Tag: WWII

Life after Life (2013)

Life after Life

by Kate Atkinson (Penguin, 2013)

audiobook read by Fenella Woolgar (Bolinda, 2014)

Book cover: “Life after Life” by Kate Atkinson (Penguin, 2013); audiobook read by Fenella Woolgar (Bolinda, 2014)

A long novel that does justice to its historical setting and characters but not the speculative premise (little more than an excuse to include multiple draft chapters). The whole of Ursula’s existence amounts to no more than the sum of its parts.

The Heavy Water War

The Heavy Water War

dir. Per-Olav Sørensen (NRK, 2015) [subtitled] [originally ‘Kampen om tungtvannet’]

TV poster: “The Heavy Water War” dir. Per-Olav Sørensen (NRK, 2015) [subtitled] [originally ‘Kampen om tungtvannet’]

Well-paced war miniseries, genuinely tense at times and with dollops of emotive face acting. The dual plots address Germany’s development of the atomic bomb and the Allies’ efforts to blow up Norway’s heavy water plant. An effective study in science/duty versus morality.

Malta Story

Malta Story

dir. Brian Desmond Hurst (1953)

Film poster: “Malta Story” dir. Brian Desmond Hurst (1953)

A verisimilitudinous war story filmed only a decade after the events it portrays, and incorporating archival combat footage. Alec Guinness plays a placidly stiff-upper-lipped archaeologist turned reconnaissance pilot, doing his bit even while falling in love, one wistful eye to the future.

Darkest Hour

Darkest Hour

dir. Joe Wright (2017)

Film poster: “Darkest Hour” dir. Joe Wright (2017)

Wright tries a tad too hard, as if having to trick the audience into engaging with politics (despite their inherent drama). The score, in particular, proves relentless. Where Churchill so often is merely caricatured, Gary Oldman brings nuance. Lily James is excellent.

The Monuments Men

The Monuments Men

dir. George Clooney (2014)

Film poster: “The Monuments Men” dir. George Clooney (2014)

An important story but largely unsatisfying as a film. The cast is split up in a piecemeal treasure hunt that lays little emotive groundwork for the big character moments. Clooney’s script promotes a ‘flippancy under fire’ humour that doesn’t really come off.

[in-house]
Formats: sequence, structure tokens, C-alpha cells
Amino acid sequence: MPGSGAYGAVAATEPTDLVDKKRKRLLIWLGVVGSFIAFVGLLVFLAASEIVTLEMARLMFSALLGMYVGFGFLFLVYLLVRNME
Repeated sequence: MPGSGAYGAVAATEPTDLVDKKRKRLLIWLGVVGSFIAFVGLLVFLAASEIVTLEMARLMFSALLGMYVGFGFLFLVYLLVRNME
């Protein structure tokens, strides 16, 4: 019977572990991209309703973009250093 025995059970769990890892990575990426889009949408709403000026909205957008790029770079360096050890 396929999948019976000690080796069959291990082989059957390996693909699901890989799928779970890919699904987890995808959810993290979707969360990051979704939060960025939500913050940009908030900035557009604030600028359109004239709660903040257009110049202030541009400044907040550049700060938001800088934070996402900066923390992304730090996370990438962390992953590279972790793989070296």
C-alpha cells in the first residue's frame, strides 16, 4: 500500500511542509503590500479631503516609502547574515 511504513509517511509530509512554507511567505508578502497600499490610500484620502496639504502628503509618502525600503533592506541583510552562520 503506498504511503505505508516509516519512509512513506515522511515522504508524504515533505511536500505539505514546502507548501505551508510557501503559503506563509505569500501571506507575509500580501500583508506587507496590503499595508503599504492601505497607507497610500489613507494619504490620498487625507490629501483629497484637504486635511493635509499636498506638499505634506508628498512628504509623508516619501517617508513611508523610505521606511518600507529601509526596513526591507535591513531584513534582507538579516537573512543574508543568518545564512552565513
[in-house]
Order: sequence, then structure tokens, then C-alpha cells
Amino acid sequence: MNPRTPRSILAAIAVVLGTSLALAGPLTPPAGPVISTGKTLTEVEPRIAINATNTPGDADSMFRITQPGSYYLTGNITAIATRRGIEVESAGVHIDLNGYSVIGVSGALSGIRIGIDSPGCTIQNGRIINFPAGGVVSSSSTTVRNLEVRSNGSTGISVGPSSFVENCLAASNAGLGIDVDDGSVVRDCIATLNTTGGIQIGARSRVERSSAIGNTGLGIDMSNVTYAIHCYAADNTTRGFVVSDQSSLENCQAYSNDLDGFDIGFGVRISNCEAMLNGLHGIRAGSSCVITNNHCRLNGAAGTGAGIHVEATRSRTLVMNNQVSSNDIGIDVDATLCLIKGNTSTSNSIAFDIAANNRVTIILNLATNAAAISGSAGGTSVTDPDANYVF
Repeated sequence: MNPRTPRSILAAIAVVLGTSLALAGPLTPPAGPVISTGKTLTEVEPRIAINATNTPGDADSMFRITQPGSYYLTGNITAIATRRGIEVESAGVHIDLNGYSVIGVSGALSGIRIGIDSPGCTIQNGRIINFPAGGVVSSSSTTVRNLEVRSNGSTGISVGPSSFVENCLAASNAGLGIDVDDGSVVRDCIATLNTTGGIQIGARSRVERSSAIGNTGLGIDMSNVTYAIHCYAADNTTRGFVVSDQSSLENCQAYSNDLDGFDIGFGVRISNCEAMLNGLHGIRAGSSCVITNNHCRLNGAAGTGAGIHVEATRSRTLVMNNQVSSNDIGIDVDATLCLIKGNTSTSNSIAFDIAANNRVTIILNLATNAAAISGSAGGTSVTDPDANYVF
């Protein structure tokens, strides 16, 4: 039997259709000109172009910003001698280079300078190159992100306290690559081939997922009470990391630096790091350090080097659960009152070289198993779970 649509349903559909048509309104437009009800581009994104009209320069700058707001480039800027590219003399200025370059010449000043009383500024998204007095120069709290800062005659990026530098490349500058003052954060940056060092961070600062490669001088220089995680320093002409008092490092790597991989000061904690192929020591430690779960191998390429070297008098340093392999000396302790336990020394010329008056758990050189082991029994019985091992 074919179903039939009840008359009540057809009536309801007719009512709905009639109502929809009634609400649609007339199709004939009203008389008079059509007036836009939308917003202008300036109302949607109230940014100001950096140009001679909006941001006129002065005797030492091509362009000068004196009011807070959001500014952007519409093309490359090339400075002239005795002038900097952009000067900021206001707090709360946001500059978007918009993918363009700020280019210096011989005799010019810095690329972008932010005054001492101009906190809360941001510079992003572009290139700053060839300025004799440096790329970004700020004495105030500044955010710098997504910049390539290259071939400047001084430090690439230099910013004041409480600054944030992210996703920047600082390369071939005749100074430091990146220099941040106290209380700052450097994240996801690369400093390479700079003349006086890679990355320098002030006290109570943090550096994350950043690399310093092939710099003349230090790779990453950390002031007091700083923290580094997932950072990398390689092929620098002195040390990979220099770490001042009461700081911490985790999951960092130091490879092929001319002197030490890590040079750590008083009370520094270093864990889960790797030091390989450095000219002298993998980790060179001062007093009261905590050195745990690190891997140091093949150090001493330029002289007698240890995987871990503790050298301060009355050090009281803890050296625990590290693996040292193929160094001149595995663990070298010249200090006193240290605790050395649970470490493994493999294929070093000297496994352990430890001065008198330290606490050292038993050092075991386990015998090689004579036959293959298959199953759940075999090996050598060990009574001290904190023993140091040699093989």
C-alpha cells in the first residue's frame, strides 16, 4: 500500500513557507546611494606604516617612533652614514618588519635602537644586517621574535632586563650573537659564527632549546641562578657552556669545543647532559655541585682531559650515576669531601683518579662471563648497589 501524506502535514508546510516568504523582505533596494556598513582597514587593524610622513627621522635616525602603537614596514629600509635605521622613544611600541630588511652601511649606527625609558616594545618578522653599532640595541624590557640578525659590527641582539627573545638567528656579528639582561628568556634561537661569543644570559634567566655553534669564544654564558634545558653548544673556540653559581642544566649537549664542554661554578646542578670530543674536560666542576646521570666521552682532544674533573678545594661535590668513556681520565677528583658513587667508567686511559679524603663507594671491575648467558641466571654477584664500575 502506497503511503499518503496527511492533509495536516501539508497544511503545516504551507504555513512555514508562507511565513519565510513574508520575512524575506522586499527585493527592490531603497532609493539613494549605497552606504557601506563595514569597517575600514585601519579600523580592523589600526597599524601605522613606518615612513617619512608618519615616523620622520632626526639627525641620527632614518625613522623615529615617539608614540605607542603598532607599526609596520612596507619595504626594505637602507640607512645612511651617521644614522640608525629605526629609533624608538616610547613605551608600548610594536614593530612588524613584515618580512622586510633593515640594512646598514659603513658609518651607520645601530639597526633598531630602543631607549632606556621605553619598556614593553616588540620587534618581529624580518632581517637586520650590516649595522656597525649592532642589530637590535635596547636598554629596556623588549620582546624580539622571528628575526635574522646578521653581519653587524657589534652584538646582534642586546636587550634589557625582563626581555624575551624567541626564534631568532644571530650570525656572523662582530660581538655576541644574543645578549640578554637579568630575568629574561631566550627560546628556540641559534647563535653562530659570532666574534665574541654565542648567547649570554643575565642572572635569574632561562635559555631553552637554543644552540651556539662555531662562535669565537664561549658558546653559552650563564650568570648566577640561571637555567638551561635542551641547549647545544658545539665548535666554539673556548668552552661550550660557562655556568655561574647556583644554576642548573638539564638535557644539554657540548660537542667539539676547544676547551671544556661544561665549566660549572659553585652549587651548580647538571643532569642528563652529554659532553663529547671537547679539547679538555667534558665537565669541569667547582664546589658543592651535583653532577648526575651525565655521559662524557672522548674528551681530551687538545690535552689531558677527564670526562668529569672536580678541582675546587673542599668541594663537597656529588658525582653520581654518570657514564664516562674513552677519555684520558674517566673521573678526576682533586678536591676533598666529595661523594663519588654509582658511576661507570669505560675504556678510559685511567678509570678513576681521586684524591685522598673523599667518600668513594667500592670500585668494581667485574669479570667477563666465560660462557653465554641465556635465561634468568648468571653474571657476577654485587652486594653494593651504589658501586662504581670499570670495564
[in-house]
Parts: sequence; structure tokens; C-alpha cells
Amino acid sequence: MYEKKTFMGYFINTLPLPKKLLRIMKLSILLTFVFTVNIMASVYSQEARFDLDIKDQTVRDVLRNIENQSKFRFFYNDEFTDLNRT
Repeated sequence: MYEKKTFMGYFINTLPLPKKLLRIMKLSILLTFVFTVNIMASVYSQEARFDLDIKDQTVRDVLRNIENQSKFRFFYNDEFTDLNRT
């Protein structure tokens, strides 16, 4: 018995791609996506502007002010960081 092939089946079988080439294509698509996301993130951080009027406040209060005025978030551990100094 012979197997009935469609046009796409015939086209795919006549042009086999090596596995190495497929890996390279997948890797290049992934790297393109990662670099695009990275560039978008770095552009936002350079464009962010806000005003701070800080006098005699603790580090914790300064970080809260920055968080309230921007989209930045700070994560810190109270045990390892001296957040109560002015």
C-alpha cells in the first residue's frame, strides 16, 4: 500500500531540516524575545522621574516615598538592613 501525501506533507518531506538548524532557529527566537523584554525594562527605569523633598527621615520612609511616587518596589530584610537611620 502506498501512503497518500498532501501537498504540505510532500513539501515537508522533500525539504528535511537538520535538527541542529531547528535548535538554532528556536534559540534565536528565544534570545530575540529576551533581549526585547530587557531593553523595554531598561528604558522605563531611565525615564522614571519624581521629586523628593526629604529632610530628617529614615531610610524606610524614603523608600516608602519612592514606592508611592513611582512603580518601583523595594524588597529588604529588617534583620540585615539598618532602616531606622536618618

St Kilda Blues

St Kilda Blues

by Geoffrey McGeachin (Penguin, 2014); audiobook read by David Tredinnick (Playaway, 2014)

McGeachin_St Kilda Blues

Though the investigation itself is commonplace, McGeachin immerses his protagonist in the details of history, presenting a time capsule of Australian—in particular, Melburnian—culture in the late 1960s. Stolid ex-WWII bomber pilot Charlie Berlin shows mettle worthy of the character study.

 

 

The Great Dictator

The Great Dictator

dir. Charlie Chaplin (1940)

Chaplin_Great Dictator

A political satire that, even at the time, carried a poignance well beyond its surface humour. Chaplin, playing a Jewish barber Hitler lookalike, struck an uneasy but quite brilliant balance between serious filmmaking (Chaplin the writer-director) and comic business (Chaplin the actor).

 

 

Reach for the Sky

Reach for the Sky: The Story of Douglas Bader DSO, DFC

by Paul Brickhill (W. W. Norton & Company, 1954); audiobook read by Robert Hardy (Chivers, 1991/2010)

Brickhill_Reach for the Sky

Brickhill is firmly eulogistic (though not without cause) in detailing the extraordinary feats of double-amputee fighter pilot Douglas Bader, and also something of English life itself in the interwar period and during World War II. Robert Hardy’s audiobook reading captures the spirit.

 

 

SS-GB, Series 1

SS-GB, Series 1

created by Len Deighton (BBC, 2017)

SS-GB_01

In the alternative history of 1941, England is occupied by Nazi Germany. Though nominally independent, Scotland Yard detective Douglas Archer must reconcile his place working for the oppressors. A realistically conceived historical drama that plays to its strengths, unconstrained by audience expectations.

 

 

The Great Escape

The Great Escape

by Paul Brickhill (Faber & Faber, 1951)

Brickhill_The Great Escape

Brickhill’s eyewitness description of the infamous tunnel break from German POW camp Stalag Luft III — enshrined still further by the film of 1963 — remains a sincere and clearly written record, and a lasting testament to its protagonists’ spirit, ingenuity and sheer perseverance.